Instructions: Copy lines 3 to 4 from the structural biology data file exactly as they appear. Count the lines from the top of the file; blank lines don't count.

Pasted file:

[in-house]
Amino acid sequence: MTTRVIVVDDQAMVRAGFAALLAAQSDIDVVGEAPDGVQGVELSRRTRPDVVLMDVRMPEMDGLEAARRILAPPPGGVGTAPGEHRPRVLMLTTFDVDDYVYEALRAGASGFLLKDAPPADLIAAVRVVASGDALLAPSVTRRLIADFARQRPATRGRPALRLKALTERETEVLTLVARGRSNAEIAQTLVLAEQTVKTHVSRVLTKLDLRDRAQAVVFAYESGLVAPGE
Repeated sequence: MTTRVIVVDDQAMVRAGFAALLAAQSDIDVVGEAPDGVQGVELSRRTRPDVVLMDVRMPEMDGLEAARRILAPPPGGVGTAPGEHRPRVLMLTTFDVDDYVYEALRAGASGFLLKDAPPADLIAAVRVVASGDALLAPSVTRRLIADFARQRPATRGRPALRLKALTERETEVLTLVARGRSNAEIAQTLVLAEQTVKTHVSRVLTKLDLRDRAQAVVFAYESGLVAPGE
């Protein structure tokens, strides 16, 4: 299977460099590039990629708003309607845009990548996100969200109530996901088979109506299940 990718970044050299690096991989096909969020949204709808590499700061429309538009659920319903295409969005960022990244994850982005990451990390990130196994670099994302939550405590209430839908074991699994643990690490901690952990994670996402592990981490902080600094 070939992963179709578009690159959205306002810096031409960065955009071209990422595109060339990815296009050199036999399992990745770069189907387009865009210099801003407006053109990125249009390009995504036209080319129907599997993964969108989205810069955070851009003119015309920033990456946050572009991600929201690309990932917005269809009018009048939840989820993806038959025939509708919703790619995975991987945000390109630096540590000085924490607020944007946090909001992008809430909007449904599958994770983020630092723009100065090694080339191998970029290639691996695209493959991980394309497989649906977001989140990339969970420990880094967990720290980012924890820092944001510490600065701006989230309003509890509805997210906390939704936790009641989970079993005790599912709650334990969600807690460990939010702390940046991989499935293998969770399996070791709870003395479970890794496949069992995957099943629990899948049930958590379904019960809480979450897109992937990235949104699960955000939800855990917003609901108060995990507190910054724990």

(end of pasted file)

Repeated sequence: MTTRVIVVDDQAMVRAGFAALLAAQSDIDVVGEAPDGVQGVELSRRTRPDVVLMDVRMPEMDGLEAARRILAPPPGGVGTAPGEHRPRVLMLTTFDVDDYVYEALRAGASGFLLKDAPPADLIAAVRVVASGDALLAPSVTRRLIADFARQRPATRGRPALRLKALTERETEVLTLVARGRSNAEIAQTLVLAEQTVKTHVSRVLTKLDLRDRAQAVVFAYESGLVAPGE
């Protein structure tokens, strides 16, 4: 299977460099590039990629708003309607845009990548996100969200109530996901088979109506299940 990718970044050299690096991989096909969020949204709808590499700061429309538009659920319903295409969005960022990244994850982005990451990390990130196994670099994302939550405590209430839908074991699994643990690490901690952990994670996402592990981490902080600094 070939992963179709578009690159959205306002810096031409960065955009071209990422595109060339990815296009050199036999399992990745770069189907387009865009210099801003407006053109990125249009390009995504036209080319129907599997993964969108989205810069955070851009003119015309920033990456946050572009991600929201690309990932917005269809009018009048939840989820993806038959025939509708919703790619995975991987945000390109630096540590000085924490607020944007946090909001992008809430909007449904599958994770983020630092723009100065090694080339191998970029290639691996695209493959991980394309497989649906977001989140990339969970420990880094967990720290980012924890820092944001510490600065701006989230309003509890509805997210906390939704936790009641989970079993005790599912709650334990969600807690460990939010702390940046991989499935293998969770399996070791709870003395479970890794496949069992995957099943629990899948049930958590379904019960809480979450897109992937990235949104699960955000939800855990917003609901108060995990507190910054724990």